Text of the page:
The study included 15,000 students, with about 83% of the students attending UC campuses (Table 1). Five percent (729) were black, 12% (1,743) were Latino, and 7% (1,055) were Filipino.
Grade performance stratified by course and ethnicity is shown in Table 2. The table displays the percentages of students achieving a grade of A or B in the course, the unadjusted odds ratio of achieving a grade of A or B with white students as the referent group, and the adjusted odds ratio after controlling for admissions test scores, high school API, and other variables.
In all courses, black and Latino students were significantly less likely to achieve a grade of A or B than white students. For example, in biology, only about 29% (2,108/729) of black and 36% (312/1,743) of Latino students received a grade of A or B, compared with 65% (3,106/4,280) of white students. The unadjusted odds ratios essentially show the same results, only displaying odds relative to white students rather than crude percentages. Comparing the results of adjusted and unadjusted odds ratios demonstrates the degree to which the lower grade performance among blacks and Latinos is explained by factors such as lower college admission test scores and the type of high school attended. For each of the courses, adjusting for these factors diminishes, but does not eliminate, the gap in grade achievement between black and Latino students as compared with white students. For example, for biology, the unadjusted odds ratio for black students is 0.23, and the adjusted odds ratio is 0.46.
Filipino students also achieve consistently lower grades than white students in the gateway courses. As for black and Latino students, adjusting for other variables diminishes but does not fully account for the grade differences between Filipinos and whites.
The course-specific grade patterns are reflected in the overall GPA for all gateway courses combined (Figure 1). The mean gateway GPAs for black and Latino students were 1.70 and 1.94, respectively, compared with the mean GPA of 2.57 for white students. The mean GPA for Filipino students fell between those of Latino and white students. The results of the regression model predicting overall gateway course GPA is shown in Table 3. The coefficients represent the difference between the mean GPA of students in each ethnic group relative to white students, after adjusting for the other variables in the model. As was the case for course-specific grades, the adjusted model narrows but does not eliminate the grade gap between white and URM students. For example, the difference between the black and white students’ GPAs in Figure 1 is −0.63, whereas the coefficient in Table 3 is −0.53. The results in Table 3 also demonstrate that the variable for admission test scores is a strong and highly significant predictor of GPA.
An additional important measure in evaluating the health professions pipeline is to assess the number of candidates who are eligible to apply to medical or dental school on the basis of completing the sequence of gateway prerequisite courses. Overall, about 20% (3,049/15,000) of students who took at least one gateway class in college went on to complete four or more courses (bottom rows of Table 2). This relatively low percentage reflects not only attrition of students from a prehealth pathway but also the fact that many students who are not interested in health careers may take one or two classes in the gateway series as part of their general education coursework or requirements for non-health-oriented science and engineering majors.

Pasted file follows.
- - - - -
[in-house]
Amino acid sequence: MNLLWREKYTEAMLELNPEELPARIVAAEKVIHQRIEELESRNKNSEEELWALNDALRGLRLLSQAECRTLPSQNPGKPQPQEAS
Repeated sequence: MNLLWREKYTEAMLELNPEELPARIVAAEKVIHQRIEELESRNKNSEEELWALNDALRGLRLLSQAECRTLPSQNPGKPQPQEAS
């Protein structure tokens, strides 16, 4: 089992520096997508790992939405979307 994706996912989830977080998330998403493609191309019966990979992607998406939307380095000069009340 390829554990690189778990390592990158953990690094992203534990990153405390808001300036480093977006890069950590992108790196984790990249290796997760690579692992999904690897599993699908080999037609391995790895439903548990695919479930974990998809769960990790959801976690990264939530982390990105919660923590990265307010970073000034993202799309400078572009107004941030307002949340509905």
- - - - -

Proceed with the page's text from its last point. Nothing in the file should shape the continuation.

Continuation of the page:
In contrast to the findings for course grades and GPA, black, Latino, and Filipino students were not significantly less likely than white students to complete four or more gateway courses (Table 2). In fact, after adjusting for admission test scores, college major, and grades achieved in the initial gateway classes, black and Filipino students were significantly more likely than white students to persist in completing four or more gateway courses, as indicated by the adjusted odds ratios of greater than one. Latinos also tended to have greater odds (1.23) than whites of completing four or more gateway courses in the adjusted model, though this difference did not reach statistical significance.
The same analyses were repeated including only students who were declared or intended biology majors. The results were similar when limited to biology majors. Because UC and CSU students may differ in characteristics that we were not able to measure, such as family socioeconomic status, and because UC and CSU campuses also are different academic environments, all the analyses were repeated with the inclusion of a variable indicating whether each student attended a UC or CSU campus. Inclusion of this variable had almost no effect on the findings across ethnic groups for any of the study outcomes.